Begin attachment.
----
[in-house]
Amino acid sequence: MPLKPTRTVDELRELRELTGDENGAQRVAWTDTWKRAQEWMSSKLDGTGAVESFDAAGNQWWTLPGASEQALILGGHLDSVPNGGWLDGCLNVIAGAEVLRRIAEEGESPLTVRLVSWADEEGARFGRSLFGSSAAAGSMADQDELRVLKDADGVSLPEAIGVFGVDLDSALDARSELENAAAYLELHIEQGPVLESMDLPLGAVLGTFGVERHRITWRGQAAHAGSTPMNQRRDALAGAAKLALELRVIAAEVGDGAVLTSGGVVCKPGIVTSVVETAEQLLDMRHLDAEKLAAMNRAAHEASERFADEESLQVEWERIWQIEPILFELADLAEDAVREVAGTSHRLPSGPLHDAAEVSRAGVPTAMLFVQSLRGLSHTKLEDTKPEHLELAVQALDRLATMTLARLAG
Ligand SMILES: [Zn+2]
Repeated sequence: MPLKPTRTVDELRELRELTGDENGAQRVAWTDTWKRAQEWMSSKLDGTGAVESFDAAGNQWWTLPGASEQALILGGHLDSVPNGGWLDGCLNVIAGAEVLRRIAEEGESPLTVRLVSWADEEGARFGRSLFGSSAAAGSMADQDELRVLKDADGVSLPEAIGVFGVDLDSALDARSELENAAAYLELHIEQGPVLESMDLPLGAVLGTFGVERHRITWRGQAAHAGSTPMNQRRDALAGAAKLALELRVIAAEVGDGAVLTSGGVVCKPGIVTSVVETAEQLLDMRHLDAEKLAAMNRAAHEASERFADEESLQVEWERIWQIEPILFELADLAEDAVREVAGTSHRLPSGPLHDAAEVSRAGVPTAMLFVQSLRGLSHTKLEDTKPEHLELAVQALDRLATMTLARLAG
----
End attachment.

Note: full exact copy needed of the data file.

[in-house]
Amino acid sequence: MPLKPTRTVDELRELRELTGDENGAQRVAWTDTWKRAQEWMSSKLDGTGAVESFDAAGNQWWTLPGASEQALILGGHLDSVPNGGWLDGCLNVIAGAEVLRRIAEEGESPLTVRLVSWADEEGARFGRSLFGSSAAAGSMADQDELRVLKDADGVSLPEAIGVFGVDLDSALDARSELENAAAYLELHIEQGPVLESMDLPLGAVLGTFGVERHRITWRGQAAHAGSTPMNQRRDALAGAAKLALELRVIAAEVGDGAVLTSGGVVCKPGIVTSVVETAEQLLDMRHLDAEKLAAMNRAAHEASERFADEESLQVEWERIWQIEPILFELADLAEDAVREVAGTSHRLPSGPLHDAAEVSRAGVPTAMLFVQSLRGLSHTKLEDTKPEHLELAVQALDRLATMTLARLAG
Ligand SMILES: [Zn+2]
Repeated sequence: MPLKPTRTVDELRELRELTGDENGAQRVAWTDTWKRAQEWMSSKLDGTGAVESFDAAGNQWWTLPGASEQALILGGHLDSVPNGGWLDGCLNVIAGAEVLRRIAEEGESPLTVRLVSWADEEGARFGRSLFGSSAAAGSMADQDELRVLKDADGVSLPEAIGVFGVDLDSALDARSELENAAAYLELHIEQGPVLESMDLPLGAVLGTFGVERHRITWRGQAAHAGSTPMNQRRDALAGAAKLALELRVIAAEVGDGAVLTSGGVVCKPGIVTSVVETAEQLLDMRHLDAEKLAAMNRAAHEASERFADEESLQVEWERIWQIEPILFELADLAEDAVREVAGTSHRLPSGPLHDAAEVSRAGVPTAMLFVQSLRGLSHTKLEDTKPEHLELAVQALDRLATMTLARLAG